Myths About Dyslexia

Smart people cannot be dyslexic or have a learning disability

Dyslexia and intelligence are NOT connected. Many dyslexic individuals are very. Bright and creative who will accomplish amazing things as adults

Dyslexia can be outgrown

Dyslexia is a lifelong issue; however yearly monitoring of phonological skills from first through twelfth grade shows that the disability persists into adulthood. Although many dyslexics learn to read accurately they may continue to read slowly and not automatically.

Dyslexia is innate, incurable, and permanent

While dyslexia is a lifelong learning disability, early and effective intervention can help a student keep-up and retain his grade level in school, as well as minimize the negative effects dyslexia can have such as low self-esteem.

The prevalence of dyslexia is estimated to be between 4-8% of the total population in English speaking countries

Statistics like these can never be certain, because each English-speaking country has its own identification criteria. All that can be known for certain is that in every English-speaking country, a significant percentage of the population has reading and spelling difficulties that range from mild to profound. For example, this percentage in the United States is between 15% and 20%. The most common of these learning disabilities is dyslexia.

Dyslexia cannot be diagnosed until third grade

Professionals with extensive training can accurately diagnose dyslexia as early as age 5. The sooner a diagnosis is made, the quicker your child can get help, and the more likely you are to prevent secondary blows to their self-esteem. Parents need to be aware of the warning signs of a risk for dyslexia before 3rd grade. It should be noted that the combination of a family history of dyslexia and symptoms of difficulties in spoken language can help identify a vulnerable child even before he/she begins formal schooling.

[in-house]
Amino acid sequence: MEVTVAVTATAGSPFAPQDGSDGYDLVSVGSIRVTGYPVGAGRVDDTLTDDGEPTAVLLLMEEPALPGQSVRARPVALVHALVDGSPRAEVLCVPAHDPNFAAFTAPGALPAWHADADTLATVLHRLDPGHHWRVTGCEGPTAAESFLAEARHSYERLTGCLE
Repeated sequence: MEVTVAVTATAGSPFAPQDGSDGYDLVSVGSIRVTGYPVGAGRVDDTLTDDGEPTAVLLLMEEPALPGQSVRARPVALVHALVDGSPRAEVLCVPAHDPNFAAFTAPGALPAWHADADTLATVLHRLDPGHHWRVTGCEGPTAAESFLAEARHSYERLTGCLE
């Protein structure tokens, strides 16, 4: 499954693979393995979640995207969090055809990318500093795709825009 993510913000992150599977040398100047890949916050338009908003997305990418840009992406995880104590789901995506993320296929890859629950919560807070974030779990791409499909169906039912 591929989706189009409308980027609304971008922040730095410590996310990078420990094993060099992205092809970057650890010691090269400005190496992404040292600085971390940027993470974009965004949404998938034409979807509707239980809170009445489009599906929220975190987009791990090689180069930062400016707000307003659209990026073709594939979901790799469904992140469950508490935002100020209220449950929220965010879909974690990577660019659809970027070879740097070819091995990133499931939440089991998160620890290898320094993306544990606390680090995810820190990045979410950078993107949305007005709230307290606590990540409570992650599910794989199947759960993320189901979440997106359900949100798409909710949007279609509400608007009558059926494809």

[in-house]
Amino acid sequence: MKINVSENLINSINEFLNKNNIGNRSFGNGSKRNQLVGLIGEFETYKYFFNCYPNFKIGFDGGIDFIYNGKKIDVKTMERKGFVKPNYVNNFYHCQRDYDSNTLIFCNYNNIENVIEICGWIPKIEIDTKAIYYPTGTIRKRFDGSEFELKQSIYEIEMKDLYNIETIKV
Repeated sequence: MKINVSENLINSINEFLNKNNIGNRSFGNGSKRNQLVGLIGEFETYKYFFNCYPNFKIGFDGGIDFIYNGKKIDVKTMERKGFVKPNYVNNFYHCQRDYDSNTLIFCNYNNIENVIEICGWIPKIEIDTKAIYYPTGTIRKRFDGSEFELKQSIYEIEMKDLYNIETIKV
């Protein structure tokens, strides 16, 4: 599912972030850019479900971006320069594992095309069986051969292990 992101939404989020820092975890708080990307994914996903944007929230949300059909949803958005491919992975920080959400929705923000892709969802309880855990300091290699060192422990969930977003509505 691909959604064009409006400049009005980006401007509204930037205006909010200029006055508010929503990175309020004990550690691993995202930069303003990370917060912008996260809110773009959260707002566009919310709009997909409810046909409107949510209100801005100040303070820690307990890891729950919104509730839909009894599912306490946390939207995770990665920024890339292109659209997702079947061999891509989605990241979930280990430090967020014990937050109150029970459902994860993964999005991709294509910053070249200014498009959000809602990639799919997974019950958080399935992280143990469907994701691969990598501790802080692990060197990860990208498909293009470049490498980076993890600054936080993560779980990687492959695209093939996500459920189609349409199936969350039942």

People with dyslexia cannot read

Incorrect. Most children and adults with dyslexia are able to read, even if it is at a basic level. Children with dyslexia are likely to reach a certain point in reading ability with the inability to move beyond a 3rd-grade reading level. Despite being taught phonics, they will have extreme difficulty sounding out an unknown word. Spelling is one of the classic red flags alerting parents and teachers of a serious underlying problem. The children are unable to understand the basic code of the English language and cannot break down or reconstruct (with spelling) words using codes (letters).

People with dyslexia see things backwards

Dyslexics do not see things backwards because dyslexia is not a problem with the eyes. Dyslexia may cause people to reverse certain words because of their confusion when discerning between left and right and their difficulties comprehending their reading.

Any child who reverses letters or numbers has dyslexia

Up to a certain point, it is considered normal for children to reverse their letters and numbers, and is actually quite common. However, if this does not stop after two years of handwriting instruction, it becomes a warning sign for dyslexia.

Mirror writing is a symptom of dyslexia

Backwards writing and reversals of letters and words are common in the early stages of writing development among dyslexic and non-dyslexic children alike. Dyslexic children have problems in naming letters (i.e., remembering and quickly accessing the letter names), but not necessarily in copying them. Because many people erroneously believe that letter reversals define dyslexia, the children who do not make letter reversals often go undiagnosed.